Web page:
Thursday, June 11, 2009

Face The Thing That Should Not Be

"This outrageous act reminds us that we must remain vigilant against anti-Semitism and prejudice in all its forms.”
-President Barack Obama

The Holocaust Museum in Washington, DC opened in April 1993 to protests from extremists and Holocaust deniers. In 2002 two white supremacists plotted to blow up the museum with a bomb like the one used to destroy the Oklahoma City federal building in 1995. The assault on Wednesday and the 2002 plot were not only attacks on Jewish Americans and the Holocaust, but upon the countless school children of every nationality, race, ethnicity and religion who visit the museum at the end of their school year.

All too often in hate crimes perpetrated en masse, like Rwanda, Bosnia and Darfur or hate crimes committed by members of extremist groups throughout the world have proven the adage “never again” incorrect. The promulgation of fear, stereotypes and hatred have given some the impetus to resort to violent acts against imagined enemies.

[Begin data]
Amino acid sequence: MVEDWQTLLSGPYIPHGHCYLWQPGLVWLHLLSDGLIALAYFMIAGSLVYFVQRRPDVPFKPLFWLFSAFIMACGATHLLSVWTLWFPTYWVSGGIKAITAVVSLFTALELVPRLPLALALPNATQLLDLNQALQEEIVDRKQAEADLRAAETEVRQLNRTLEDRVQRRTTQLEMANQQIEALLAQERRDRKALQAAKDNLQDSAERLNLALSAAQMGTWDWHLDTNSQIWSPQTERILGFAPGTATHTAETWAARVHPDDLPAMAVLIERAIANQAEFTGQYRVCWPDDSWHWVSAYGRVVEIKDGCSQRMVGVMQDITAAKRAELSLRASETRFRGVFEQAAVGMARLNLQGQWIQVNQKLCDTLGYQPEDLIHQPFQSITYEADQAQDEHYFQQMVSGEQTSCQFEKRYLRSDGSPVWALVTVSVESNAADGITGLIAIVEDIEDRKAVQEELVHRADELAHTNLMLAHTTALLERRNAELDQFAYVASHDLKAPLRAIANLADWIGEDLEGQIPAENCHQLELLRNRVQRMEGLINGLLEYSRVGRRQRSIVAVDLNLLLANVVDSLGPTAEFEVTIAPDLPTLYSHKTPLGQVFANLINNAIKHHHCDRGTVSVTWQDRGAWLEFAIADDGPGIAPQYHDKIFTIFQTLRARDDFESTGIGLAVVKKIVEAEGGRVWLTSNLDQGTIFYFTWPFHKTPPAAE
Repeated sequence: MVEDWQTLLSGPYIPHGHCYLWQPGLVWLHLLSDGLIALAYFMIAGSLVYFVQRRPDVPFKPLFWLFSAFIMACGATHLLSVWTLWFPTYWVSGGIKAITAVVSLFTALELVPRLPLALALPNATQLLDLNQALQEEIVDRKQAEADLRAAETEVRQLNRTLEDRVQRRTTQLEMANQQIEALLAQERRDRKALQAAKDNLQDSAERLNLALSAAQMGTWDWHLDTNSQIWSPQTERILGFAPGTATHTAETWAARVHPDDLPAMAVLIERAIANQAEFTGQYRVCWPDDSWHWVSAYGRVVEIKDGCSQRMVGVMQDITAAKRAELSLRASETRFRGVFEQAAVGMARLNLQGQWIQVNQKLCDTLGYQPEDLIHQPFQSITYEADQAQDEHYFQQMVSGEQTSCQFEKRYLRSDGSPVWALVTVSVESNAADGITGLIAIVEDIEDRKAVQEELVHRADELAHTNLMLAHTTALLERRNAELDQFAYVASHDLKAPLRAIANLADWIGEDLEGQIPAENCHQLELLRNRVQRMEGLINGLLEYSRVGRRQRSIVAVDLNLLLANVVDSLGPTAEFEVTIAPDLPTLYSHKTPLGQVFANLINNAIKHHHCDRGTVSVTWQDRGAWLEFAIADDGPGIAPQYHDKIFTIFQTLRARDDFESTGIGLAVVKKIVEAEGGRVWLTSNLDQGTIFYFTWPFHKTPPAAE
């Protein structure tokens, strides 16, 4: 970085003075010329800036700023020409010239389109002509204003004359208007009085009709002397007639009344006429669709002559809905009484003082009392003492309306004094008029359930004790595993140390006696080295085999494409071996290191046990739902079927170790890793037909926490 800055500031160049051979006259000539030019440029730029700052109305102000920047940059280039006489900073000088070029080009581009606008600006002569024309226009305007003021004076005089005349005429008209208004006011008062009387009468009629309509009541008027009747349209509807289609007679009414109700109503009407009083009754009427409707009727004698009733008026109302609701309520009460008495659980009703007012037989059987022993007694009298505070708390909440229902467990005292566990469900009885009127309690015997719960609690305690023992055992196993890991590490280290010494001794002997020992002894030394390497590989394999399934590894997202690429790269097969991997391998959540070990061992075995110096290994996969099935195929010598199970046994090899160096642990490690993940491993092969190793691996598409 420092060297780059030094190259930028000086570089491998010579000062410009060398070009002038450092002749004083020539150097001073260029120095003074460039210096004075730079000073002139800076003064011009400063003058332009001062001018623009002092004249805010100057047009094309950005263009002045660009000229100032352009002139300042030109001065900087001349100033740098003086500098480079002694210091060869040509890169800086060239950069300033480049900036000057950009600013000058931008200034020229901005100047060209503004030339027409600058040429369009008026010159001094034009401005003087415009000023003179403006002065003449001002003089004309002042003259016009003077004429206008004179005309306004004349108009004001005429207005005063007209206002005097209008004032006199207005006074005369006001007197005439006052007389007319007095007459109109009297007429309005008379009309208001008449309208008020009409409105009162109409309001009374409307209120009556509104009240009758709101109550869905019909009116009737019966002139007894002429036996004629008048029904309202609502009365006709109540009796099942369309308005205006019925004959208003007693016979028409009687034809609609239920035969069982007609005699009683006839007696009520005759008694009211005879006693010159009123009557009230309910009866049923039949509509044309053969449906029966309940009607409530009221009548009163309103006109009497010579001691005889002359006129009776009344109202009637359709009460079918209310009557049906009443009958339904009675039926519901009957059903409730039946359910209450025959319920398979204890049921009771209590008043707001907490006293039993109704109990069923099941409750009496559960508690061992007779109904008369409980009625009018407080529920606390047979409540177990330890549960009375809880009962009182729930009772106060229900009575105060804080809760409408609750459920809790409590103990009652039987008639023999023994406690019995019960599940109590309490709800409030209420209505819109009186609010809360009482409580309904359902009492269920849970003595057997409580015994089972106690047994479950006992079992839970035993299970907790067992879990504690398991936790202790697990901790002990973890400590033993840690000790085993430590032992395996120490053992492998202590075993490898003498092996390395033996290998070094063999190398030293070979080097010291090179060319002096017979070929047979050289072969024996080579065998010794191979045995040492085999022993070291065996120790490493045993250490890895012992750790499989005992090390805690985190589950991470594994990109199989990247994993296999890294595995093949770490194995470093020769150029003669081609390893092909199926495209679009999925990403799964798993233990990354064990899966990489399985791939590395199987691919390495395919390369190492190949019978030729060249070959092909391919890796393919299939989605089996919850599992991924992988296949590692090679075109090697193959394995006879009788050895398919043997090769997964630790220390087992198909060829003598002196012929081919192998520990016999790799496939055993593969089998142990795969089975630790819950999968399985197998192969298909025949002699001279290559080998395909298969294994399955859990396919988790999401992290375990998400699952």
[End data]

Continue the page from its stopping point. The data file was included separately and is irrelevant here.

A month before the attack on the Holocaust Memorial Museum, the Department of Homeland Security issued a report that warned that domestic right-wing extremism was the most pressing domestic terrorist threat that the country faced.

Hate is extraordinarily difficult and dangerous to overcome, but peace cannot be maintained without first addressing alienation, discontent and intolerance.

Teaching with the Constitution
Remind your students to highlight and click on the text of the Constitution to read Linda Monk's commentary.

Ask your students how the Constitution allows us to address grievances without resorting to violence.

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